I think the Transcendental Doctrine of Method ('TDM') fulfils two roles : (1) it introduces or reinforces certain contrasts Kant wants to make between philosophy and other subjects and to differentiate his approach to philosophy from a number of other approaches; and (2) it provides an anticipatory link with Kant's ideas about practical reason and ethics.
TDM's contrastive role
TDM has four chapters (excuse me for stating the obvious) :
The Discipline sets out Kant's most developed views on the relation of philosophy to mathematics, stressing that both admit of synthetic a priori cognition but that mathematics can solve its problems definitively while philosophy can only define general principles and the conditions for the possibility of experience of objects. Mathematics can be determinate to a greater degree than is possible in philosophy.
The chapter then wanders off a bit into an argument for the freedom of public communication. I can't see that this really belongs.
Leave the second chapter for a minute. The third chapter, Architectonic of Pure Reason, continues the distinction between philosophy and other subjects, e.g. historical knowledge, and specifies in more detail the difference(s) between theoretical and practical reason.
The fourth chapter, History of Pure Reason, provides a high-level contrast between the transcendental philosophy of the Critique and dogmatism, empiricism, scepticism and indifferentism.
So chapters 1,3 and 4 serve to differentiate philosophy more thoroughly from other subjects and to mark off the Critical appproach from dogmatism, empiricism and the rest. Their principal role is contrastive.
TDM's anticipatory role
The second chapter, to return to that, the Canon of Pure Reason, makes the anticipatory link with practical reason and ethics. It 'contrasts the epistemological status of theoretical cognition with that of the principles and presuppositions of practical reason or morality, and in so doing provides Kant's most systematic discussion of moral philosophy prior to the Groundwork of the Metaphysics of Morals (1785) and Kant's first systematic statement of his argument for rational faith in God on moral grounds' (Guyer & Wood Introduction to I. Kant, Critique of Pure Reason, Cambridge : CUP, 1998, 19.)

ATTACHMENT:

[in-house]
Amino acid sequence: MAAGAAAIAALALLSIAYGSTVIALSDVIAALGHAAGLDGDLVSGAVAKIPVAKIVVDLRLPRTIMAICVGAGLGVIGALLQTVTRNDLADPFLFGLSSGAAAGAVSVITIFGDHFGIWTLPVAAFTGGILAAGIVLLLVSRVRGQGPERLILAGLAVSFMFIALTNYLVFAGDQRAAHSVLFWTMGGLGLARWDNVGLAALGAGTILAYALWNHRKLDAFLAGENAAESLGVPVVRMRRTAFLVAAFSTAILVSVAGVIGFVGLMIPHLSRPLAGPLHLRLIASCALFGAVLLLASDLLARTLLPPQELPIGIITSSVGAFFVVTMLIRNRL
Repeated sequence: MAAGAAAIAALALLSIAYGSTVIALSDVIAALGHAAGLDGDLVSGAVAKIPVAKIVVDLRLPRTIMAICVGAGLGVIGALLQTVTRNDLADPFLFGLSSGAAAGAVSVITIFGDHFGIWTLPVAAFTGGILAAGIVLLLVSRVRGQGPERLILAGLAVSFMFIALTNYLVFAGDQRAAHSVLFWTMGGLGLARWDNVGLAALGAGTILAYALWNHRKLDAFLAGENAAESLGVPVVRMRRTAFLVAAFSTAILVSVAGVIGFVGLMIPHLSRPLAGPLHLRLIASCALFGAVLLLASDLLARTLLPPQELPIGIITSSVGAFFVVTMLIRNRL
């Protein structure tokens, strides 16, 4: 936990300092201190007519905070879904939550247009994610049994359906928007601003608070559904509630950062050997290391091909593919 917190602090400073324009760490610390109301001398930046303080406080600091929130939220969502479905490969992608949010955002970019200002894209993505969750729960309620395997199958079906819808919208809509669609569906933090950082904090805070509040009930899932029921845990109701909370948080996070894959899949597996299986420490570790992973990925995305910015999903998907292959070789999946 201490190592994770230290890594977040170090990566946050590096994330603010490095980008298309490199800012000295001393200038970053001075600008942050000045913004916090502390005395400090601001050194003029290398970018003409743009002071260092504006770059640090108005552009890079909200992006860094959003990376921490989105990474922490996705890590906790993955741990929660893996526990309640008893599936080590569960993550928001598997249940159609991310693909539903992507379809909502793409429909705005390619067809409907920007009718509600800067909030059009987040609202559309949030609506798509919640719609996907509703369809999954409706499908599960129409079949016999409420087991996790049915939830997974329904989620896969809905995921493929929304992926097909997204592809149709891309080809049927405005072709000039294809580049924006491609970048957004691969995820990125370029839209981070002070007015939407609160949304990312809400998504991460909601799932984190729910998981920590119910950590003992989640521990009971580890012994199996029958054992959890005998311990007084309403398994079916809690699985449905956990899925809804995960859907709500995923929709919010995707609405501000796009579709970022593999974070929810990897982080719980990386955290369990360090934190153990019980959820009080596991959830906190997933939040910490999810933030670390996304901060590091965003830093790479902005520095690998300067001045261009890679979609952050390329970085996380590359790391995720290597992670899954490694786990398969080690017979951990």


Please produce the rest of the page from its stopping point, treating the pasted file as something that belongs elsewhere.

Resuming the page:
It is hard to see what the argument for rational faith in God on moral grounds is doing here - to work out why Kant includes it - but the contrast between the epistemological status of theoretical cognition and that of the principles and presuppositions of practical reason fits with the general contrastive concerns of TDM. It also underlines that Kant has unfinished work to do on reason; he has to cover its practical side; it prepares us for the Groundwork and the Critique of Practical Reason as integral to the task of which the Critique of Pure Reason is only the first part and major component.
Guyer & Wood Introduction to I. Kant, Critique of Pure Reason, Cambridge : CUP, 1998.